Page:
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GatherSpace works on being 'un-bloated'



Jeff Feinman
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August 24, 2009 —  GatherSpace is trying to bring an organic touch to requirements management with its on-demand, one-life-cycle phase approach.

GatherSpace 2.0, released today, lets users manage a product feature backlog by ranking business and software requirements. Requirements that are less of a priority can be merged into a specific backlog or iteration, according to company executives, as higher priority requirements are carried out.

A new use-case visualization modeler provides high-level diagrams of how use cases will be used in a project. The new version utilizes Adobe Flash technology to render these diagrams.

GatherSpace 2.0 lets developers import requirements to work on them offline, or export requirements into CSV (comma-separated value) and XML formats. This can be used to make data available outside of GatherSpace, company executives said.

There are also new AJAX capabilities that can bring up windows of information on requirements as they are being organized and managed.

“We’re rolling out more and more AJAX functionality, so our interface behaves more like a desktop client as opposed to a Web client,” said Darren Levy, founder of GatherSpace.

Levy’s main reasoning as to why GatherSpace is unique from requirements managers from other companies, including Blueprint and IBM, is that it focuses on requirements management in an “un-bloated” fashion.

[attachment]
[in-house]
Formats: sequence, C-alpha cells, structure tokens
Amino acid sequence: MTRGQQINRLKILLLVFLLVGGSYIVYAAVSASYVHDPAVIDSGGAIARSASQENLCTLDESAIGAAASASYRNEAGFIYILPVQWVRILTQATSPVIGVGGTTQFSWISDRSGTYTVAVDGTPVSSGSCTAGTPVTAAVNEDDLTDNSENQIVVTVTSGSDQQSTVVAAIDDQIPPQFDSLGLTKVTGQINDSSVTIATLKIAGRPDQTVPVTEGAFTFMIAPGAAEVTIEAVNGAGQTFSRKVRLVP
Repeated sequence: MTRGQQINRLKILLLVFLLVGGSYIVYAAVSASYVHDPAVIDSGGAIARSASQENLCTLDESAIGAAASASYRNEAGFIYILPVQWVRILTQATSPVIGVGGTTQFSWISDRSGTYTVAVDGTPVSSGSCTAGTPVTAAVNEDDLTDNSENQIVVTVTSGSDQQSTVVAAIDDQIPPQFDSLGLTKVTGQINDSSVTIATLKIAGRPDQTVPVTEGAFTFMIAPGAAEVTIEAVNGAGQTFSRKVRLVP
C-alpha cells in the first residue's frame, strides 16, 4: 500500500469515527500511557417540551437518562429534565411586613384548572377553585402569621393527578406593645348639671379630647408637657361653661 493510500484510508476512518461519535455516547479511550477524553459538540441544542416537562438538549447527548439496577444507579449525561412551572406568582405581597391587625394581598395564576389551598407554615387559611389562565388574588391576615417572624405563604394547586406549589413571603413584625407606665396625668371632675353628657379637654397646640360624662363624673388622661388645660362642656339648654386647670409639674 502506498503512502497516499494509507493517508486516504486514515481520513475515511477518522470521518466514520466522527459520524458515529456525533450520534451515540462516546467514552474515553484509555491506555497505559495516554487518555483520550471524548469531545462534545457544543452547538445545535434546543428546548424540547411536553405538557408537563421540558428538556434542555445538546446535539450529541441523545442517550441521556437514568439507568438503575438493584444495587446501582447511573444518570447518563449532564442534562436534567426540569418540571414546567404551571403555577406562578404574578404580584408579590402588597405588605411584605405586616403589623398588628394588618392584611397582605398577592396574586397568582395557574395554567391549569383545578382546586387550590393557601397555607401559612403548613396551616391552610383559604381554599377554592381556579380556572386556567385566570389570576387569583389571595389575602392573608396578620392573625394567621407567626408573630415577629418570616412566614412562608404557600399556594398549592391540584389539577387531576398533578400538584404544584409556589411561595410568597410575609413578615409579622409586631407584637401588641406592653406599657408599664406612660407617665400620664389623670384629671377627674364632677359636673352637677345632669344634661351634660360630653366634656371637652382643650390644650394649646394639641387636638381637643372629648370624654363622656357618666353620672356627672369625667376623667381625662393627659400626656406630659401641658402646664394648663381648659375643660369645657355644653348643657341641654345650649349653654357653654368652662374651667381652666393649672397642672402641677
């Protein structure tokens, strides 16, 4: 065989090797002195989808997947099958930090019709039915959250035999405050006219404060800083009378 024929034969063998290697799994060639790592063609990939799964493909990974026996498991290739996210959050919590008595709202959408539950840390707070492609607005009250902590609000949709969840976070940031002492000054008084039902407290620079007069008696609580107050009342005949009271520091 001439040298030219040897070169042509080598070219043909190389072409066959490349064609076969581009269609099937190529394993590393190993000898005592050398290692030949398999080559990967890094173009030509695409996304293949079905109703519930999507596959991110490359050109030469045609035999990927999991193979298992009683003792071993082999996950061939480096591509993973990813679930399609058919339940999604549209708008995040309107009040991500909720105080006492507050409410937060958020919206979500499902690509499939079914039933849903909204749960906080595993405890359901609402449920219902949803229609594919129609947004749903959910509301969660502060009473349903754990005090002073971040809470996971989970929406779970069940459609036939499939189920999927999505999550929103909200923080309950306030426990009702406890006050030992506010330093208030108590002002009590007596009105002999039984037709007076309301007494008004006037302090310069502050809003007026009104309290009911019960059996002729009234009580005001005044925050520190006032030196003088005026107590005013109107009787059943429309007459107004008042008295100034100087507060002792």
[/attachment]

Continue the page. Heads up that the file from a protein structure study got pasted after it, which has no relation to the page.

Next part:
“Most larger companies started with a software development cycle, but not requirements management. They backed into it,” Levy said. “We are an organic requirements company. We want to be one of the best on-demand requirements management tools. We provide just about everything you need for requirements management, but we don’t provide the full software development life cycle.”

Levy made the point that GatherSpace is a cheaper alternative to its competitors, as a 12-month subscription costs US$15 per user per month.

Levy also said GatherSpace can offer a specific configuration or report that a customer wants to implement. A feature called “Report a Bug” lets users submit bugs or change requests, so the company will review them and make the changes.

“We eat our own dog food, so we use GatherSpace to manage our own backlog,” Levy said. “[A reported bug] goes into a queue, and we look at the queue every day and decide if there are themes to what people are asking. As we see requests that come in that we’ve seen before, we’ll turn changes around very quick.”

GatherSpace was founded in 2005 and has seven employees. The company is based in Los Angeles.




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